Winter blues got you down? Try these integrative antidepressant approaches.

 
 

Winter blues got you down? Try these integrative antidepressant approaches.

 

By Alex Belser
 

I have been studying depression for a decade. Here are some integrative antidepressant approaches that have low or no side effects and won't cost you an arm and a leg.

Dark therapy
Turn the lights low at night. This improves quality of sleep. Research shows mood disorders are the flip side of the coin to sleep disorders.

Light therapy
Get a sun lamp for the darker winter months, and look into it each morning. You probably need more lumens.

Circadian stabilization therapy
Set a wake time and stick with it, set a bedtime and stick with it. Nap as needed.

Cold water therapy
Take a hot shower at night, and a cold shower each morning. This has powerful anti-depressant effects. This is a luxury therapy that you can do on the cheap. You don't need to lie down in an ice bath: just do the hokey pokey under cold water (right arm then left arm, right leg then left leg, then let the water run from face to groin. Do not let the water run over the top of your head, your back, or the tops of your thighs. Instead of swearing, say something affirming like "yes!" Or "thank you!" or a mantrum like "waheguru!").

Break a hard sweat
When was the last time you soaked your clothes? Do this at least once a week.

Fasting
Try intentional fasting, intermittent fasting, or a detox like the master cleanse. These practices will break the feeding pattern--which gives you a chance to reset. Stop it with the sugar, in all its forms.

Stop drinking alcohol
Really. Booze screws with your sleep and has cumulative depressogenic qualities. If you need to loosen up at night or with friends, substitute something like kava kava, passionflower, or poppy extract.

Morning sit
I know you are tired of hearing that you should meditate. But seriously, ask yourself: why am I so resistant to sitting for ten minutes? Don't fret about which meditation or pranayama to choose to begin, just begin, then figure it out with a good teacher and/or group.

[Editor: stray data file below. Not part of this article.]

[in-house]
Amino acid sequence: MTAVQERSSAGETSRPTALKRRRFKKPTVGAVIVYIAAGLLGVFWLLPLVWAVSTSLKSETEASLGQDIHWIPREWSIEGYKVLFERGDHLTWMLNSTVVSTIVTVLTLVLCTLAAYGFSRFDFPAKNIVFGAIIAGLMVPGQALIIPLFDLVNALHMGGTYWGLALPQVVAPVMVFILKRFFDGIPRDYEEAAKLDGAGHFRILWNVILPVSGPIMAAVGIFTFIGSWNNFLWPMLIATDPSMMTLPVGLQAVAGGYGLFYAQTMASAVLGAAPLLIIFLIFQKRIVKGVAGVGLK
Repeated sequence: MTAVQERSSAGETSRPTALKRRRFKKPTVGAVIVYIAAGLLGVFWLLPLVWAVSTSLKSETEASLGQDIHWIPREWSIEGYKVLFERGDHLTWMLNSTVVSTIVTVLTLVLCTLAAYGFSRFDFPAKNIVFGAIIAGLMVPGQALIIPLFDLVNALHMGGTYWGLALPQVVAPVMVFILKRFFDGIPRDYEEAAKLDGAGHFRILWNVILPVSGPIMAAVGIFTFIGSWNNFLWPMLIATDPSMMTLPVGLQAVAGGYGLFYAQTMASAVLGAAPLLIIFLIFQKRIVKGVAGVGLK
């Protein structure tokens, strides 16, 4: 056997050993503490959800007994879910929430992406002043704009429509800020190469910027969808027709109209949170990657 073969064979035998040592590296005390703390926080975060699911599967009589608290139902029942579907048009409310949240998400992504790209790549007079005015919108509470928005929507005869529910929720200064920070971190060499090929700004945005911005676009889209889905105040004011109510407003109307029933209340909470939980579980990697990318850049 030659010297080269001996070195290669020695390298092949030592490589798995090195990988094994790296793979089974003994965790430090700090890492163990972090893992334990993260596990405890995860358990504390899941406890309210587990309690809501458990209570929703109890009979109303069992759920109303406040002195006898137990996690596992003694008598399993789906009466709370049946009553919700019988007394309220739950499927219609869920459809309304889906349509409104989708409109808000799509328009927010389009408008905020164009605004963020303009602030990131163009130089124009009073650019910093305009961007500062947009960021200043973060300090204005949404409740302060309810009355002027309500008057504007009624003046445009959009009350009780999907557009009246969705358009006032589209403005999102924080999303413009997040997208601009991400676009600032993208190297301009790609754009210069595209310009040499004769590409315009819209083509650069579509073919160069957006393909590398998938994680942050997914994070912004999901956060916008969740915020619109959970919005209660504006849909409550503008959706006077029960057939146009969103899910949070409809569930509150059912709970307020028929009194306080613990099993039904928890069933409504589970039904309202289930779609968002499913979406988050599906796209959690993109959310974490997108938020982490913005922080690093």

Sex and masturbation
What is your current masturbation practice? Is it still serving you? If not, shake it up. If you cannot remember the last time you had a powerful orgasm, something is wrong.

Rushing everywhere? Stop it.
Take a week and plan to get everywhere 15 minutes early, at a leisurely pace. Stop running around like a maniac and your heart and mind will thank you.

Have more fun
Schedule fun events for yourself each week with other people. This is called Behavioral Activation therapy, and is more effective than SSRIs at combatting depression, along with the next one:

Schedule mastery time
What are you good at? Do more of that and become masterful at it. Practice something you are good at, like cooking well, playing guitar, writing, running numbers, etc., get better at it, and savor your skill.

Social hour
How many hours each week are you in the company of people who actually care about you? Double or triple it. We are social animals, and you are probably isolated (whether actually alone or among strangers).

Try the talking cure: go to therapy
Despite rumors to the contrary, this actually works. Get initial consultations with 2-3 therapists and pick one. Find a therapist you actually like and respect. Your mind is a house. If you need some light rehab (new roof, fix up the living room), once a week therapy will suffice. Do you need a full reconstruction job? Consider psychoanalysis.

Adopt an ecstatic practice
This is not for the faint of heart. Pursue this with a wise and skilled teacher and practice harm reduction. Some suggestions: holotropic breathwork, kundalini yoga, ecstatic all night dance, body mortification ritual (e.g. Lakota sun dance), spirit quest, multiday fasting, ritualized BDSM, Sufi zikr circle, intentional psychedelic plant or medicine practice, and shamanic rattling. I have profound respect for the wisdom lineages. Please do not desecrate them, but rather approach with reverence, respect, and curiosity.
 

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These are general recommendations for people with depression that have low or no side effects and may have other benefits.

These approaches may not work for everyone. If you are experiencing more severe depression, you should seek help from a mental health professional, or go to your nearest emergency room. If you see a psychiatrist, get a second opinion on any psychoactive medications you are prescribed, or make sure you understand the science (ask about response and remission rates, as most antidepressant medications aren't much better than placebo, and ask how discontinuation would work).

The winter blues are real. But they aren't your destiny. Go back to basics.
Do something differently and see what works for you.
 

Alex Belser is a doctoral fellow at New York University and the Administrative Director of the NYU Psilocybin Cancer Project, investigating the effect of psilocybin on end-of-life anxiety in patients with advanced cancer.